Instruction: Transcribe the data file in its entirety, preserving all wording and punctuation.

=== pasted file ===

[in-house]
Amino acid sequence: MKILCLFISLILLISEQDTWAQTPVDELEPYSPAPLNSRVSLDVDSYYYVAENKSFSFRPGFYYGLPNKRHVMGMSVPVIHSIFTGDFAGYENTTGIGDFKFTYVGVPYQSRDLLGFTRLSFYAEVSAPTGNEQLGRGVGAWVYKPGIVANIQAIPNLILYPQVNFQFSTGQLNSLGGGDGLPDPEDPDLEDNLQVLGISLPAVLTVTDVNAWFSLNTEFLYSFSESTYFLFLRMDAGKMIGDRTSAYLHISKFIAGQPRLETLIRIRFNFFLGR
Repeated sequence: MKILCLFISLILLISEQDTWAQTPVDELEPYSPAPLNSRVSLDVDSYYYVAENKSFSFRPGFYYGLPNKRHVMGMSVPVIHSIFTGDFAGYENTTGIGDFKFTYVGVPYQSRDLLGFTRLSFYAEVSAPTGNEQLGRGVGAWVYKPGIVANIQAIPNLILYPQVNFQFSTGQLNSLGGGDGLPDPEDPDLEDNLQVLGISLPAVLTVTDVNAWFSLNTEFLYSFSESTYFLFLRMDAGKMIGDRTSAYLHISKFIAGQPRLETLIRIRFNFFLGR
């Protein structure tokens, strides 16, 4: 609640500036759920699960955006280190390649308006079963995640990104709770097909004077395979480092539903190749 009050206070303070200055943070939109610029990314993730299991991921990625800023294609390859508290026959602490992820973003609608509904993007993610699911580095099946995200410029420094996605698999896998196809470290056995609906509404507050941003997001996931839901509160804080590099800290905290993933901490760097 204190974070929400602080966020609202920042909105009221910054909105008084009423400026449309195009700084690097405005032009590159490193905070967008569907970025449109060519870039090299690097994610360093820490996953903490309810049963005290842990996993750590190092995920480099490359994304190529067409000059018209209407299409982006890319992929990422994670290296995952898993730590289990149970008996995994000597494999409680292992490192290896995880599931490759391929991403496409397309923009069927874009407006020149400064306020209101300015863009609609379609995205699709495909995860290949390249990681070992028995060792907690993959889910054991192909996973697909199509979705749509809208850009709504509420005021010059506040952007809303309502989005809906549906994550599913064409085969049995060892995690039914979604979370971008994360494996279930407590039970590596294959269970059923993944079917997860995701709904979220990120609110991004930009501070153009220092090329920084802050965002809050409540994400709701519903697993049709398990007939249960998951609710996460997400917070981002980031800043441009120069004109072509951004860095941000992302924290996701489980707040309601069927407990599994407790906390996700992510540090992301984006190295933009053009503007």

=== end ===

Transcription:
[in-house]
Amino acid sequence: MKILCLFISLILLISEQDTWAQTPVDELEPYSPAPLNSRVSLDVDSYYYVAENKSFSFRPGFYYGLPNKRHVMGMSVPVIHSIFTGDFAGYENTTGIGDFKFTYVGVPYQSRDLLGFTRLSFYAEVSAPTGNEQLGRGVGAWVYKPGIVANIQAIPNLILYPQVNFQFSTGQLNSLGGGDGLPDPEDPDLEDNLQVLGISLPAVLTVTDVNAWFSLNTEFLYSFSESTYFLFLRMDAGKMIGDRTSAYLHISKFIAGQPRLETLIRIRFNFFLGR
Repeated sequence: MKILCLFISLILLISEQDTWAQTPVDELEPYSPAPLNSRVSLDVDSYYYVAENKSFSFRPGFYYGLPNKRHVMGMSVPVIHSIFTGDFAGYENTTGIGDFKFTYVGVPYQSRDLLGFTRLSFYAEVSAPTGNEQLGRGVGAWVYKPGIVANIQAIPNLILYPQVNFQFSTGQLNSLGGGDGLPDPEDPDLEDNLQVLGISLPAVLTVTDVNAWFSLNTEFLYSFSESTYFLFLRMDAGKMIGDRTSAYLHISKFIAGQPRLETLIRIRFNFFLGR
């Protein structure tokens, strides 16, 4: 609640500036759920699960955006280190390649308006079963995640990104709770097909004077395979480092539903190749 009050206070303070200055943070939109610029990314993730299991991921990625800023294609390859508290026959602490992820973003609608509904993007993610699911580095099946995200410029420094996605698999896998196809470290056995609906509404507050941003997001996931839901509160804080590099800290905290993933901490760097 204190974070929400602080966020609202920042909105009221910054909105008084009423400026449309195009700084690097405005032009590159490193905070967008569907970025449109060519870039090299690097994610360093820490996953903490309810049963005290842990996993750590190092995920480099490359994304190529067409000059018209209407299409982006890319992929990422994670290296995952898993730590289990149970008996995994000597494999409680292992490192290896995880599931490759391929991403496409397309923009069927874009407006020149400064306020209101300015863009609609379609995205699709495909995860290949390249990681070992028995060792907690993959889910054991192909996973697909199509979705749509809208850009709504509420005021010059506040952007809303309502989005809906549906994550599913064409085969049995060892995690039914979604979370971008994360494996279930407590039970590596294959269970059923993944079917997860995701709904979220990120609110991004930009501070153009220092090329920084802050965002809050409540994400709701519903697993049709398990007939249960998951609710996460997400917070981002980031800043441009120069004109072509951004860095941000992302924290996701489980707040309601069927407990599994407790906390996700992510540090992301984006190295933009053009503007």